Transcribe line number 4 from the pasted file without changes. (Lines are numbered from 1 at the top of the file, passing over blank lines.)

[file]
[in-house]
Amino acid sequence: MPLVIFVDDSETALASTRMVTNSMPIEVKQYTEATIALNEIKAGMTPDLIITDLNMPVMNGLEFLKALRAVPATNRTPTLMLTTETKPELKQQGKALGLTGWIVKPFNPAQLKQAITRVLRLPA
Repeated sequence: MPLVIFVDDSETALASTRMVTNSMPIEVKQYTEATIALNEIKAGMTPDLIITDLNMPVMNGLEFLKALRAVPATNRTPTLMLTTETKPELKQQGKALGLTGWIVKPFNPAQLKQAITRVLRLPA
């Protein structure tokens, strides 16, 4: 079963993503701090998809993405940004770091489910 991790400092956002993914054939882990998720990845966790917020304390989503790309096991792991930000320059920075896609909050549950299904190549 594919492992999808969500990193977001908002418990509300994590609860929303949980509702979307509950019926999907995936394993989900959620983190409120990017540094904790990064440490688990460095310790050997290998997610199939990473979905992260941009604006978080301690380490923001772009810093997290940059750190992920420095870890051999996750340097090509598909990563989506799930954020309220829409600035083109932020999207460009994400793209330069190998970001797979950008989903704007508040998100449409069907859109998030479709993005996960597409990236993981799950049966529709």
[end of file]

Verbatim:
């Protein structure tokens, strides 16, 4: 079963993503701090998809993405940004770091489910 991790400092956002993914054939882990998720990845966790917020304390989503790309096991792991930000320059920075896609909050549950299904190549 594919492992999808969500990193977001908002418990509300994590609860929303949980509702979307509950019926999907995936394993989900959620983190409120990017540094904790990064440490688990460095310790050997290998997610199939990473979905992260941009604006978080301690380490923001772009810093997290940059750190992920420095870890051999996750340097090509598909990563989506799930954020309220829409600035083109932020999207460009994400793209330069190998970001797979950008989903704007508040998100449409069907859109998030479709993005996960597409990236993981799950049966529709």